What a Trump Presidency Means for Healthcare

The cost of healthcare is a topic that is hotly debated in America. Some say healthcare costs are through the roof while others claim the prices are perfectly reasonable. Some even argue the ACA has saved money because rates would be higher without the law.

Just a few years ago, President Obama promised an average cost savings of about $2,500 per year to every American, but this projection that costs would go down has since turned into the largest rate increase in history (along with unacceptably high deductibles).

Prior to the election, the Obama administration released information that healthcare premiums will rise an average of 22% in 2017. Headlines read that large increases will be accompanied by subsidies to make it affordable for consumers. However, subsidies do not mitigate the cost increase – they only disguise it.

On the campaign trail, President-elect Donald Trump made his plans to repeal the ACA very clear.

Now with the recent news that Trump may keep parts of the ACA intact, insurance leaders are being left to speculate exactly which of those components will remain. It is certain that no pre-existing condition limitations will be one aspect that will carry on through the new administration. According to Trump’s transition website, the president-elect will work to bring back state-based high-risk pools for those with a pre-existing condition who haven’t maintained continuous coverage, which were largely shut down in 2014[1]. Trump will also work to allow people to purchase insurance across state lines, in all 50 states, in an effort to create a more dynamic market. [2]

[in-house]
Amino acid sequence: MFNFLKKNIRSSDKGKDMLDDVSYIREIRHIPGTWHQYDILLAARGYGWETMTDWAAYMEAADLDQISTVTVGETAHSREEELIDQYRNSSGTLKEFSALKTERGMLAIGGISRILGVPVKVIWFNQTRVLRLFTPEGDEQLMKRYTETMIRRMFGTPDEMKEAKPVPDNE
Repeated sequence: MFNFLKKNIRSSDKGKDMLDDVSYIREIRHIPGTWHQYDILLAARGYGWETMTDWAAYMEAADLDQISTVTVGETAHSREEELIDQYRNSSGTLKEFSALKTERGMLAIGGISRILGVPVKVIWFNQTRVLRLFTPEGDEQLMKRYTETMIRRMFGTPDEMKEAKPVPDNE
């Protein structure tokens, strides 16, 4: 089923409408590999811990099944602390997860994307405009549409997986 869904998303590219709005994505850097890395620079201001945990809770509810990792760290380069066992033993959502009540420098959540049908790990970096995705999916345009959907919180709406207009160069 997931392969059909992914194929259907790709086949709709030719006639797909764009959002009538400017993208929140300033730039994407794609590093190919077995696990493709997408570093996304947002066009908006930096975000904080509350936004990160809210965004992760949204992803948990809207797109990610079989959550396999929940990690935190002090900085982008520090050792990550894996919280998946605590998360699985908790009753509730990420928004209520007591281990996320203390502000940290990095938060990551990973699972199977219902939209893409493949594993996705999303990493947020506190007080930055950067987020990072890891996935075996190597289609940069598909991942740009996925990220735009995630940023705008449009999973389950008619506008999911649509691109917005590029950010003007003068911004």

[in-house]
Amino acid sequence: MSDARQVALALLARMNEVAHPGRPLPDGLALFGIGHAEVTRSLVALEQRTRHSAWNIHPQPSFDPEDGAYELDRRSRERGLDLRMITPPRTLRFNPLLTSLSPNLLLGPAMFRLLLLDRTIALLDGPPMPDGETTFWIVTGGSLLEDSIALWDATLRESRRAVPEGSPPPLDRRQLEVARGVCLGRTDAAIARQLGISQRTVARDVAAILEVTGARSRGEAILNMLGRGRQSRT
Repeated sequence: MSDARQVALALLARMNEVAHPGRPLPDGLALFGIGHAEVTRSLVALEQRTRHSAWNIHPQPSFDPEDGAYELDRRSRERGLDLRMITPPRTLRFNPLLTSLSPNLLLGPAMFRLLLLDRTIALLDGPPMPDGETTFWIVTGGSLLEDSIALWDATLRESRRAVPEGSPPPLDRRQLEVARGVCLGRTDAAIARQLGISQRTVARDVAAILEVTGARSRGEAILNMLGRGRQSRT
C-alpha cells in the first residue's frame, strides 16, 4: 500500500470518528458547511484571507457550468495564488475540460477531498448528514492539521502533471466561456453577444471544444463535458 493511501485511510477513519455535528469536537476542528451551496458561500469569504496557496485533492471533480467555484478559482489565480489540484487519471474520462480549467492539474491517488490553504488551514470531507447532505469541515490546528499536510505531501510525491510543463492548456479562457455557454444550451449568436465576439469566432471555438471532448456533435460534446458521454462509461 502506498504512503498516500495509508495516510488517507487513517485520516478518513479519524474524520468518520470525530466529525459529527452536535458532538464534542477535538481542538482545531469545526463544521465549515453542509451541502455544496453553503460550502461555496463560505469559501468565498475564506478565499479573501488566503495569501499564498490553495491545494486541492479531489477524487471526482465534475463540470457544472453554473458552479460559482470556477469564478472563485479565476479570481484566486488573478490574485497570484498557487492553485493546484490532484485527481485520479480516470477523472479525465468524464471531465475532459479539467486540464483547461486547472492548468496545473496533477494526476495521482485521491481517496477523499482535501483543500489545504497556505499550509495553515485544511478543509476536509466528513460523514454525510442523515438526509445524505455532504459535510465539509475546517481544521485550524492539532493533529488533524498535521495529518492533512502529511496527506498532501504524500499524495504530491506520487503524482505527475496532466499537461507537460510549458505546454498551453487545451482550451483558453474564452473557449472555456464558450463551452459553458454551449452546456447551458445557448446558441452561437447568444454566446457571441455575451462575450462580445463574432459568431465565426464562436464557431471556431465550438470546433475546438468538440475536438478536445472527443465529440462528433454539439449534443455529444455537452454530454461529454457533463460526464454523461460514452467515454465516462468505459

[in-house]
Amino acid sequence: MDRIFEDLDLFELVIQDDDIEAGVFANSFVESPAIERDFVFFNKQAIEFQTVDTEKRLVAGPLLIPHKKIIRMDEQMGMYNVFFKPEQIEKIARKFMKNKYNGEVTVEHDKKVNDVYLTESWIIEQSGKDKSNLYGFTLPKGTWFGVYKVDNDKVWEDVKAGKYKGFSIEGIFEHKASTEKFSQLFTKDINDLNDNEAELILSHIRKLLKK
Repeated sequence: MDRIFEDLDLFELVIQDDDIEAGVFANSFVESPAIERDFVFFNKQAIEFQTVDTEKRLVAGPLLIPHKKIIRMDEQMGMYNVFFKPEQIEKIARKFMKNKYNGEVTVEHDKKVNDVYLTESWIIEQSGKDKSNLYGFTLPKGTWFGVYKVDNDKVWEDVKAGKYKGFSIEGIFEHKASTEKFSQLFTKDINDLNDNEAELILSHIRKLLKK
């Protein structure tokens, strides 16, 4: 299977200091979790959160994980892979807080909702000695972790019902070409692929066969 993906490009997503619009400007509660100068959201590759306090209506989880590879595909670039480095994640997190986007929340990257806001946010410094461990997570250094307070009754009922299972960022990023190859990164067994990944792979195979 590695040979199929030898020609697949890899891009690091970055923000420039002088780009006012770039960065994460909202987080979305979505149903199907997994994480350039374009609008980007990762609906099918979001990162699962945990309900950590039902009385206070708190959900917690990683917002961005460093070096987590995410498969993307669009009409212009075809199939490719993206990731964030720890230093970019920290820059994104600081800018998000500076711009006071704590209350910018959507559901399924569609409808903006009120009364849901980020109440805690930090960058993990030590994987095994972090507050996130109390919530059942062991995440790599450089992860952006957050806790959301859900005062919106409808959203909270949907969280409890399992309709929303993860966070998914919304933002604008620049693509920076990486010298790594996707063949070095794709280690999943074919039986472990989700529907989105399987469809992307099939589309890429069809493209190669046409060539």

We will see simplified reporting requirements – forms that insurers and small employers must complete in order for the IRS to determine which employers owe a penalty to fund premium tax credits.

 I also believe the ability to write ‘level funded’ plans will grow in popularity.  These are health underwritten plans and because they are technically self-funded, sometimes as a trust, the rules will loosen up so they can be sold across state lines.

 It is hard to say with complete certainty which changes will be made under the Trump administration, and how they will affect our nation’s healthcare system, but any proposed changes will take time to come into effect. In fact, it is unlikely that any policy changes will be made before 2018, so ACA-compliant coverage will still need to be purchased for the new year.

[1] Luhby, Tami. “How Trump’s Health Care Plan May Cover Americans with Pre-existing Conditions.” CNNMoney. Cable News Network, 15 Nov. 2016. Web. 16 Nov. 2016. http://money.cnn.com/2016/11/15/news/economy/trump-pre-existing-conditions/.

[1] “Health Care.” Make America Great Again! N.p., n.d. Web. 17 Nov. 2016. https://www.donaldjtrump.com/policies/health-care.

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